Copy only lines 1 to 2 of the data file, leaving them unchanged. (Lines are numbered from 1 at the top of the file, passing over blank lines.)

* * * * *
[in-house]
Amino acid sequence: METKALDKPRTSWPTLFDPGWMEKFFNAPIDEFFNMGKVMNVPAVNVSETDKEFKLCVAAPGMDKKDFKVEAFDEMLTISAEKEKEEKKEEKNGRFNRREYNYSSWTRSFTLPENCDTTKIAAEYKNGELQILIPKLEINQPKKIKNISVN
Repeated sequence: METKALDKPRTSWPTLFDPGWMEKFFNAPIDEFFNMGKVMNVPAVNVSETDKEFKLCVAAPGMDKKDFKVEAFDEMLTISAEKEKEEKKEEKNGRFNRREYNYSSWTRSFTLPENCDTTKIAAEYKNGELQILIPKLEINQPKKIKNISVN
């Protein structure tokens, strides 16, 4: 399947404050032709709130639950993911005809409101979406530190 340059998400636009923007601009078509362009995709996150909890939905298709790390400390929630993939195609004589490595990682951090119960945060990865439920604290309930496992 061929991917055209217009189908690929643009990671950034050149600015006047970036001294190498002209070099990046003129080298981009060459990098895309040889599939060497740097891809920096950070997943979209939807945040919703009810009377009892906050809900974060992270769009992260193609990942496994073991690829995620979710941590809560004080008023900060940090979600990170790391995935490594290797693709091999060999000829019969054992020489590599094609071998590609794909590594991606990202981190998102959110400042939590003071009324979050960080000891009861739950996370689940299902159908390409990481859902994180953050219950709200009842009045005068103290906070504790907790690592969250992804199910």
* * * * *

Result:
[in-house]
Amino acid sequence: METKALDKPRTSWPTLFDPGWMEKFFNAPIDEFFNMGKVMNVPAVNVSETDKEFKLCVAAPGMDKKDFKVEAFDEMLTISAEKEKEEKKEEKNGRFNRREYNYSSWTRSFTLPENCDTTKIAAEYKNGELQILIPKLEINQPKKIKNISVN